The chemical weapon agents found in China and Japan have included mustard gas, which causes blisters on the skin and in the lungs; lewisate, also called sneeze gas because it incapacitates soldiers by causing them to cough and sneeze violently; and phosgene, which can cause suffocation. In China these were found in bombs, shells, smoke pots and oil drums.

It is common to find unexploded ordnance in the different parts of Japan that were heavily bombed during World War II. Most of the bombs were dropped by the U.S., but some were buried or lost by the Japanese military as well. Bombs are still found from time to time. In November 2012, AP reported: “A military squad safely removed a 250-kilogram (550 pound) World War II bomb found two weeks ago near the runway of a major airport in northern Japan. The team defused the rusty bomb and then transported it away from Sendai Airport. More than 30 flights were canceled while they worked. The bomb was uncovered in construction related to restoration after the 2011 earthquake and tsunami. The airport was immediately closed, but troops piled hundreds of sandbags around the bomb so that flights could resume the next day. The airport was closed again when the bomb was removed.[Source: AP, November 14, 2012]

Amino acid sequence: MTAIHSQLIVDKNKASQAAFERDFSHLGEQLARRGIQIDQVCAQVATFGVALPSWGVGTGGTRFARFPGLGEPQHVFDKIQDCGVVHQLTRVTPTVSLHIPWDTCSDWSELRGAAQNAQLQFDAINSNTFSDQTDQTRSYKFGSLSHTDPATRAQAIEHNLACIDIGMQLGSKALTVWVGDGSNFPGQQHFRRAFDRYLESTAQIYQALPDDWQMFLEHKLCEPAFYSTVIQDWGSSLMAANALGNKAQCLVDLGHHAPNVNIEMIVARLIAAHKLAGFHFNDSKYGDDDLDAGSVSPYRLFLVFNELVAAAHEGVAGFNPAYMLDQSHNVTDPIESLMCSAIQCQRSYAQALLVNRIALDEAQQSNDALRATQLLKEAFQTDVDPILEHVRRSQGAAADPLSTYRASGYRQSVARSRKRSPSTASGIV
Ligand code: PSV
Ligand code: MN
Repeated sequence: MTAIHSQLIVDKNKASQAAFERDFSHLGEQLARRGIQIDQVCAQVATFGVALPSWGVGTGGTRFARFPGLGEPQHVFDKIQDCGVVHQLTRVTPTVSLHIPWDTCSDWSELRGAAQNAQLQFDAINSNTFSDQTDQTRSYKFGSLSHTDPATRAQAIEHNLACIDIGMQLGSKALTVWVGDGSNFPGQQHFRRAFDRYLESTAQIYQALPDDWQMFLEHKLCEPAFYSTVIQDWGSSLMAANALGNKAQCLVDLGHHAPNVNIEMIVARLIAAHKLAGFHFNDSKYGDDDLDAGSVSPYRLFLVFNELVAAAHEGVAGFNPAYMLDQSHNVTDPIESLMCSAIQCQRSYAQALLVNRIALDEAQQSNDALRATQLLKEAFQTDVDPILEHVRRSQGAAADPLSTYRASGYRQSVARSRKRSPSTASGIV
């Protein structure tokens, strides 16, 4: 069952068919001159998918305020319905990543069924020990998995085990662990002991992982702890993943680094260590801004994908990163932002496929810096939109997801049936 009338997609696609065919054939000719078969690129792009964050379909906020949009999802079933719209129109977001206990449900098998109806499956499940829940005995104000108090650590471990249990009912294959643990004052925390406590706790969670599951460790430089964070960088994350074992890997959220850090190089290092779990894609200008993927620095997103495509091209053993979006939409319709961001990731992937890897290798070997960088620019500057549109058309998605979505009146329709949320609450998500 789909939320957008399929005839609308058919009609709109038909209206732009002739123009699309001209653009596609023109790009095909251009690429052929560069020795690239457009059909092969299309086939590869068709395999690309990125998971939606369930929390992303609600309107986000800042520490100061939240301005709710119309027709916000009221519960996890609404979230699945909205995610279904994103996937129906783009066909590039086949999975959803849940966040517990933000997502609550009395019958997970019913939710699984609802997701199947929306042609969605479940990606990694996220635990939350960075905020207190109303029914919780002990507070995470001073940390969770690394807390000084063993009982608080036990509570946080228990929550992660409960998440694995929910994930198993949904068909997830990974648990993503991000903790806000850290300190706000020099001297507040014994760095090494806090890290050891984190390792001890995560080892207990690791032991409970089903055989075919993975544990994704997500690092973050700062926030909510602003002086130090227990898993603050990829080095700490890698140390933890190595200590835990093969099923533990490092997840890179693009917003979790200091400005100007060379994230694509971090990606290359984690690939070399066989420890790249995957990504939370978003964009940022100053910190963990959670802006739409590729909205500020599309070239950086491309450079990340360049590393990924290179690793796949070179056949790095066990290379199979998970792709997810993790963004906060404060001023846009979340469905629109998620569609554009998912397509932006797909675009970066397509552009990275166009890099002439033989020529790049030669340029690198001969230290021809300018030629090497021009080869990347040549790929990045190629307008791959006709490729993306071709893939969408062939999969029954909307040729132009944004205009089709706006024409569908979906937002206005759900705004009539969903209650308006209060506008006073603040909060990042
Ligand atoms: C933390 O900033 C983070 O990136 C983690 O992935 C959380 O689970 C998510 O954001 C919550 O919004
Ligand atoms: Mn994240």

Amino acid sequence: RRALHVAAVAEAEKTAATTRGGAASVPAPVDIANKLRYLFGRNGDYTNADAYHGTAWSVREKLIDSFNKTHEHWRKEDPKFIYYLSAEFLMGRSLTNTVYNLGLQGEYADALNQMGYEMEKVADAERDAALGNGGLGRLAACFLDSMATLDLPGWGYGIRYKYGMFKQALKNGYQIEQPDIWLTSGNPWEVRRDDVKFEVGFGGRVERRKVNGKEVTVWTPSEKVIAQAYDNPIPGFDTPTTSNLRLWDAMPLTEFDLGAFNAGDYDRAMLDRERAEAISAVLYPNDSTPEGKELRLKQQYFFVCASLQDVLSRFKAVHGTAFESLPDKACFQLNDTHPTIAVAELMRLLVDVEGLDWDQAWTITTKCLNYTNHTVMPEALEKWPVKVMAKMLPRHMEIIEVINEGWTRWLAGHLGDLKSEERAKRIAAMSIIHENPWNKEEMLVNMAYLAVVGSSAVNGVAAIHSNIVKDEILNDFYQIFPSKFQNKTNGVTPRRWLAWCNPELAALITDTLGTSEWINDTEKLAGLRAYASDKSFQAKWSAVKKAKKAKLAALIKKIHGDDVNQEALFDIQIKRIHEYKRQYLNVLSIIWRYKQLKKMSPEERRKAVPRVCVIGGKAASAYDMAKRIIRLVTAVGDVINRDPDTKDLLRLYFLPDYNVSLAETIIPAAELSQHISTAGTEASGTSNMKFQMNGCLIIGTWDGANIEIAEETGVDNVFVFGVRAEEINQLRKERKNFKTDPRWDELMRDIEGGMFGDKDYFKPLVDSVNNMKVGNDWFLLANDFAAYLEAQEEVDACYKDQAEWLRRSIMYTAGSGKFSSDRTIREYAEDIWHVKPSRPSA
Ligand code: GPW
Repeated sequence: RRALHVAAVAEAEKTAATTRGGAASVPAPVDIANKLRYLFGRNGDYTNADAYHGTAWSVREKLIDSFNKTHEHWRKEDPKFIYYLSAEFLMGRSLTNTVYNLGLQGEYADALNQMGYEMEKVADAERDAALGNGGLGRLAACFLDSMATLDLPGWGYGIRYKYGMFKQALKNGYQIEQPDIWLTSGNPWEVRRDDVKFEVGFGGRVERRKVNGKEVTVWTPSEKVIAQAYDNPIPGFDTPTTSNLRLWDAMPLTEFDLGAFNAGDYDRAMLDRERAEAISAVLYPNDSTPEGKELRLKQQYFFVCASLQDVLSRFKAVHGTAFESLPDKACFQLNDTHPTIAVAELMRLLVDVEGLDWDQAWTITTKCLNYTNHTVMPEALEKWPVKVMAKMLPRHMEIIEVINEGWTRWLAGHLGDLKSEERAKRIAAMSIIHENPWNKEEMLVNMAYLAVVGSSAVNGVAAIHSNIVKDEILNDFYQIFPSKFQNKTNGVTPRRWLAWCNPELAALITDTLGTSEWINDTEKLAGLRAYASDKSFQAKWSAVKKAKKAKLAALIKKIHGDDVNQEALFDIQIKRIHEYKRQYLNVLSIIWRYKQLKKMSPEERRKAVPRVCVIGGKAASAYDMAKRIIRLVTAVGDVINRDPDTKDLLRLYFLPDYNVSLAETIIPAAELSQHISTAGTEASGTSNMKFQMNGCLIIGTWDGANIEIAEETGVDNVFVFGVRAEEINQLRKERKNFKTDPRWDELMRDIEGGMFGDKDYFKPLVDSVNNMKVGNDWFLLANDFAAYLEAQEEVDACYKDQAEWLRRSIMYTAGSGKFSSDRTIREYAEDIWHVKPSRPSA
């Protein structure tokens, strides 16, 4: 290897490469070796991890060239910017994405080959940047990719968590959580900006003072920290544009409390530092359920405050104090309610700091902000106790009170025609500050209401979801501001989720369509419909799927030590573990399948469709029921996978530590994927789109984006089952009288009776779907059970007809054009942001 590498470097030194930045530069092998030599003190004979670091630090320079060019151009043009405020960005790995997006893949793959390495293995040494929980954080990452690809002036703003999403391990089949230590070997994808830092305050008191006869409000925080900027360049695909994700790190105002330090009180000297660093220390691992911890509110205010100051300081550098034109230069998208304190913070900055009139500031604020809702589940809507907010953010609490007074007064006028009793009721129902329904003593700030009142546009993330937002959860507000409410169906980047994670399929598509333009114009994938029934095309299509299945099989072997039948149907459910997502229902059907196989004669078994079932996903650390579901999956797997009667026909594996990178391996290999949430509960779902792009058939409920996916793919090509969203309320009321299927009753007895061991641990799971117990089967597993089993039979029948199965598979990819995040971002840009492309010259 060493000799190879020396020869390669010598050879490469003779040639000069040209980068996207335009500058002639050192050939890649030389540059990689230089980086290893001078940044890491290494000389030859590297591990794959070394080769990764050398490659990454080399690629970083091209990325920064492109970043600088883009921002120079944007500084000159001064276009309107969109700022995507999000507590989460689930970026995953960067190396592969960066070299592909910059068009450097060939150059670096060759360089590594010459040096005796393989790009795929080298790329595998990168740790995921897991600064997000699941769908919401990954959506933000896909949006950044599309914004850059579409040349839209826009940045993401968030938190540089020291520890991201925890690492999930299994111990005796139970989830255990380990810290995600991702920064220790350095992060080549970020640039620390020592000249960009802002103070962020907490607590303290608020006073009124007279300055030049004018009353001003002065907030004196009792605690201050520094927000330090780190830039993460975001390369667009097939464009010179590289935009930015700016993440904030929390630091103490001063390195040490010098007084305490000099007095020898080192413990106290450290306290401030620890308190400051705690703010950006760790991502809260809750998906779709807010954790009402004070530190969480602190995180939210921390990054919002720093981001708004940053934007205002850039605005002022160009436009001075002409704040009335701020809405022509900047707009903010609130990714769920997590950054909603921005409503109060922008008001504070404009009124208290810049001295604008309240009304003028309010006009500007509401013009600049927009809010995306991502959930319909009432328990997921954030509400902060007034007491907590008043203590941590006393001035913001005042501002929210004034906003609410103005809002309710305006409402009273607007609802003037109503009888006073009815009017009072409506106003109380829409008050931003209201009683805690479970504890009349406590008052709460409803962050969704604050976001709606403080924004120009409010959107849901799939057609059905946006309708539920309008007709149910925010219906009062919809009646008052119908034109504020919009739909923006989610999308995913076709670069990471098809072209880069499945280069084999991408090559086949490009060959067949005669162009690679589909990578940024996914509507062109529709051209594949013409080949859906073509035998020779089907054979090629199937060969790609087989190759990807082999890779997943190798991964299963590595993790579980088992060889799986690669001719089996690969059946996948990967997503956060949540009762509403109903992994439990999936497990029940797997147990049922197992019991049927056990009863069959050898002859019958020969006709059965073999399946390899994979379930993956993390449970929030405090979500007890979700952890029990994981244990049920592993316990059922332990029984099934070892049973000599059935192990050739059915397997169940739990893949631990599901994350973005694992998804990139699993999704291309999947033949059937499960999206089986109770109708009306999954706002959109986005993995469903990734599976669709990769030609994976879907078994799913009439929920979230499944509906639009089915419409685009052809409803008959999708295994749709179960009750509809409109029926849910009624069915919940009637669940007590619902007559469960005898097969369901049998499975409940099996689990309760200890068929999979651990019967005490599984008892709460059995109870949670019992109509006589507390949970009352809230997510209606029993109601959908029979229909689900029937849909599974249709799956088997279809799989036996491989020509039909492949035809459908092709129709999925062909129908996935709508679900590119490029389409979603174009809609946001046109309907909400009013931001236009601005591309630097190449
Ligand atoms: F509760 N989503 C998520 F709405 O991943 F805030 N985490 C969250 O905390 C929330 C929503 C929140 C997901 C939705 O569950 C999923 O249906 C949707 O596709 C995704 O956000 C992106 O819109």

In June 2013, AP and The Telegraph reported: “An unexploded World War II (WWII) bombshell was destroyed by a bomb disposal team in Japan that was found during excavation around the railway track earlier on. The discovery of the rusty, 40-cm Japan-made bomb, forced to halt several trains including high-speed bullet trains; disrupting traveling plans of more than 90,000 commuters across Japan. A total of 150 train services, including 53 Shinkansen bullet-train services, were stopped as a precautionary measure, a spokesperson for East Japan Railway (JR East) said ahead of the operation, adding 90,000 people would be affected. [Source: AP, The Telegraph, June 4, 2013]

In May 2008, 16,000 people were evacuated from an Chuo ward in western Tokyo and traffic on national highway was shut down and 140 patients at a hospital were transferred to another hospital after a one-ton bomb, dropped in World War II was discovered at a construction site. The bomb was removed and carried away in a truck. The area that was evacuated was declared safe to return to 12 hours after the bomb was found.

Image Sources: 1) Nagasaki and Yokohama map, Japanese National Archives 2) McArthur pictures, Wikipedia, 3) Ginza picture, Japan Zone website 4) throne, Shugin Japanese House of Representatives website

Text Sources: New York Times, Washington Post, Los Angeles Times, Daily Yomiuri, Times of London, Japan National Tourist Organization (JNTO), National Geographic, The New Yorker, Time, Newsweek, Reuters, AP, Lonely Planet Guides, Compton’s Encyclopedia and various books and other publications.

Last updated September 2016